Blood from a turnip
Now that the West Virginia Legislature is in session, maybe our delegates and state senators will find a way to ease the property tax burden. But don't hold your breath.
Thing is, much of the state hasn't experienced the assessment and property tax hikes that Morgan County and the Eastern Panhandle have seen. If they had, you can bet southern West Virginia legislators would be wailing and whining like they did when a toll hike was proposed for the turnpike near Beckley a few years ago.
Most state officials want higher assessments and property taxes so they can shift more of the costs of education and other programs to counties, especially as state revenue dries up. It remains to be seen whether the Eastern Panhandle delegation has the will and the clout to change things.
Cap property taxes?
The fastest property tax relief for everyone would be a cap on how much a person's tax bill for the same property can go up in one year.
Let's say we limit tax hikes to 10% a year. This may sound high, but most Morgan County property owners have had larger hikes in recent years. We've seen increased assessments and the refusal of the Morgan County School Board to cut tax rates accordingly.
Capping tax hikes carries problems that would have to be worked out. Presumably, the additional tax could be charged the next year, but what if that's a recession year? There has to be a well-thought-out policy.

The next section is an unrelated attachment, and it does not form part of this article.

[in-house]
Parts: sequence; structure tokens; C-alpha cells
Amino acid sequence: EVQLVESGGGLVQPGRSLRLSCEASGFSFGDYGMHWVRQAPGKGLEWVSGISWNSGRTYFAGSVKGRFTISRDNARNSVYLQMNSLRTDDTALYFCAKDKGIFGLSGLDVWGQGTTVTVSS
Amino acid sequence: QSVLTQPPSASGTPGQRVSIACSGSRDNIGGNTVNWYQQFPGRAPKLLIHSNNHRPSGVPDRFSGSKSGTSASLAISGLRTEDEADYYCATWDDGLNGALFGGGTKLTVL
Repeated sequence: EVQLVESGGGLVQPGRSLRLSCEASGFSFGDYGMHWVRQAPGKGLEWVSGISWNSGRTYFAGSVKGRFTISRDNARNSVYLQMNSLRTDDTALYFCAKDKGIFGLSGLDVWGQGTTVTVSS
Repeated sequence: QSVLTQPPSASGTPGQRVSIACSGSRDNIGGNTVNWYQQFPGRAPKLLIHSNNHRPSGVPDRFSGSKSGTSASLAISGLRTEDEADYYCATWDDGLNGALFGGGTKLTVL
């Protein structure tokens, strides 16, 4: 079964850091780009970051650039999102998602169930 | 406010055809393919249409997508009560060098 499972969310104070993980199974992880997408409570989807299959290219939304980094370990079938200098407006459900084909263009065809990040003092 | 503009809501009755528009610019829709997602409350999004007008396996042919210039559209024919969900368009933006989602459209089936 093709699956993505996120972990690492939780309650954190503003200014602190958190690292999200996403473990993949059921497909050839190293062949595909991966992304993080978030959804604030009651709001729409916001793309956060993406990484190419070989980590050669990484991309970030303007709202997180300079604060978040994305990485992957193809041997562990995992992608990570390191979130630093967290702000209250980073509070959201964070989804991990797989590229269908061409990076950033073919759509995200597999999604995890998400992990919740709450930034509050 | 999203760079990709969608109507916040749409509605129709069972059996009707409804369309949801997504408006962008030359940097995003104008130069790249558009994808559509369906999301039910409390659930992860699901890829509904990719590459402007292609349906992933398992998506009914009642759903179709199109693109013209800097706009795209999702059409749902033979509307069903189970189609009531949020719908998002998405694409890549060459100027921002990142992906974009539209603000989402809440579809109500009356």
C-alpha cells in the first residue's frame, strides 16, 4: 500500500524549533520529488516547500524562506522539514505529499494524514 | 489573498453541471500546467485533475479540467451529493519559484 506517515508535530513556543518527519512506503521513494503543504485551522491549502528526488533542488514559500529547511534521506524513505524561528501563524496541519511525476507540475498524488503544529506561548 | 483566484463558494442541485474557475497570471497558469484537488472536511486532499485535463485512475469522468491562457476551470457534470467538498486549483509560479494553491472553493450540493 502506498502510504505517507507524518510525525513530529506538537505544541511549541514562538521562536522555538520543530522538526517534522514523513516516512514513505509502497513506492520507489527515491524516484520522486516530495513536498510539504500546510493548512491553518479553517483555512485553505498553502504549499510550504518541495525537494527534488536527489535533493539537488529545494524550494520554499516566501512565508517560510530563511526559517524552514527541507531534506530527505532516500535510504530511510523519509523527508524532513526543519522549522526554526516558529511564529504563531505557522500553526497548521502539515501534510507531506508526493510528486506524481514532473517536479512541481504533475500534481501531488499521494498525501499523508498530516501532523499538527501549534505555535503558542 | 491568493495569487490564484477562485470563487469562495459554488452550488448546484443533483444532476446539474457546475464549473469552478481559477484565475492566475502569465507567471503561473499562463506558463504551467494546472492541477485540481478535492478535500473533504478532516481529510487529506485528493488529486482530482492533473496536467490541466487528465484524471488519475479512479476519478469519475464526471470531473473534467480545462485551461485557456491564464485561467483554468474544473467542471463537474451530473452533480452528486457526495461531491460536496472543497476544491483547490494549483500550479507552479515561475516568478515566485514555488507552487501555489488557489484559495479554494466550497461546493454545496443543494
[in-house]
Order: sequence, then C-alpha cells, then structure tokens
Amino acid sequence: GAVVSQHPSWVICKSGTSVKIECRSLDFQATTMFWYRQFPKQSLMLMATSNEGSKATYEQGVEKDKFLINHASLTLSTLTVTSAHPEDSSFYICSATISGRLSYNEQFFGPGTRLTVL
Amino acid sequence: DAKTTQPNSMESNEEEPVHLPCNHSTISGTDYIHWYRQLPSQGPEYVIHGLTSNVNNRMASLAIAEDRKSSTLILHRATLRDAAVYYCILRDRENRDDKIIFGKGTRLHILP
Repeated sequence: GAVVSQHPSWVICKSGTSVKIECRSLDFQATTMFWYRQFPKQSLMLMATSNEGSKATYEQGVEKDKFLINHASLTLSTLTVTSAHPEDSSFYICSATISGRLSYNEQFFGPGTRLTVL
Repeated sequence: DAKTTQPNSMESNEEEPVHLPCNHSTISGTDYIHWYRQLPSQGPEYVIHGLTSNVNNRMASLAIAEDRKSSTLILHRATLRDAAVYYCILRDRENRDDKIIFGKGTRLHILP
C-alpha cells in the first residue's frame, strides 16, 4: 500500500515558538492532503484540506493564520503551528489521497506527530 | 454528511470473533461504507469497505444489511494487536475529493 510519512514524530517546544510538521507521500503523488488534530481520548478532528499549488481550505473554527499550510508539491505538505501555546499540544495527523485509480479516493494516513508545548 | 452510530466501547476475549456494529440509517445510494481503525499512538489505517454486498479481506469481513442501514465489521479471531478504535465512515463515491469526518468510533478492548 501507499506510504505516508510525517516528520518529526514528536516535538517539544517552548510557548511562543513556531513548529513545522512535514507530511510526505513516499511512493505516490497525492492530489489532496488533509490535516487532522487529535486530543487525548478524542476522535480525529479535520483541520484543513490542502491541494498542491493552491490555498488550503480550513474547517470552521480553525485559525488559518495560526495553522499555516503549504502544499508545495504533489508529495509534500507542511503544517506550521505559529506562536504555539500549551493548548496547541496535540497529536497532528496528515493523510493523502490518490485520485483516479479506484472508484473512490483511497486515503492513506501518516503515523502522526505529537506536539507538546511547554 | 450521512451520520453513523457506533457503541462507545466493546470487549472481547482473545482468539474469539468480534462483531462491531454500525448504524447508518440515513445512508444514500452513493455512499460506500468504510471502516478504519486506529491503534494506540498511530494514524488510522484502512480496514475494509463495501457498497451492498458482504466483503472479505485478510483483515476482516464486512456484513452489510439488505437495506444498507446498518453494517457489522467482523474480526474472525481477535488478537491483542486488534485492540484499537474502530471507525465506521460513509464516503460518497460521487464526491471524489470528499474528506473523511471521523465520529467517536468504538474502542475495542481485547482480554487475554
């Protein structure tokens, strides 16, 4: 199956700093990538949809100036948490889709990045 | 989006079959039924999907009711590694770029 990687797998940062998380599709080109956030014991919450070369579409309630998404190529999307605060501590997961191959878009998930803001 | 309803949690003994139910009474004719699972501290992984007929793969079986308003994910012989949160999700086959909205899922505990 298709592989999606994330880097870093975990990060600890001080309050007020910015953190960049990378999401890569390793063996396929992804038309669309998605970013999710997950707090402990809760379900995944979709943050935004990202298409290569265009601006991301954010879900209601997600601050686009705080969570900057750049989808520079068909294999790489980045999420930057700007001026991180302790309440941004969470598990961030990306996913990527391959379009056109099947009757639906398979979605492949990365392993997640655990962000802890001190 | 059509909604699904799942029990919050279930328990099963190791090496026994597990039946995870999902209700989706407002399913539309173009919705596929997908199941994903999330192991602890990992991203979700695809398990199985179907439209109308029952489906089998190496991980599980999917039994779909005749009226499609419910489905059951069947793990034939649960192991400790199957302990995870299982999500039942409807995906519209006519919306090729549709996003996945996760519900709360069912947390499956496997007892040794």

Higher Homestead Exemption?
One way of easing the burden for the elderly and disabled is to increase the Homestead Exemption, which exempts part of the value of a home from taxes. For years, there's been talk of raising this from $20,000, a small portion of today's home prices, to $40,000, which still isn't that great.
While this may be necessary, it doesn't help everyone. Exempting one group of taxpayers will merely put more burden on struggling working families if school boards and county commissions don't contain spending.
Besides, doubling the Homestead Exemption would require a public vote in the next election, so the impact would be down the road.
Another idea that we've been toying with is allowing people to pay property tax bills in smaller installments. This wouldn't reduce the bill, but many folks might find it easier to pay, say, $100 a month or $300 a quarter rather than have to come up with $600 for a half year or $1,200 for a year. Currently, the State Code requires that bills be paid in no more than two installments.
When we discussed this with a State Tax Department official, his reply was that people know the property tax bill is coming and should plan ahead. To us, his response just showed how out of touch the state is with people's property tax load and financial problems these days.
Unfortunately, many government and school officials haven't come to grips with what is happening to the people who pay their salaries. They're still trying to get blood from a turnip, and it's never worked before.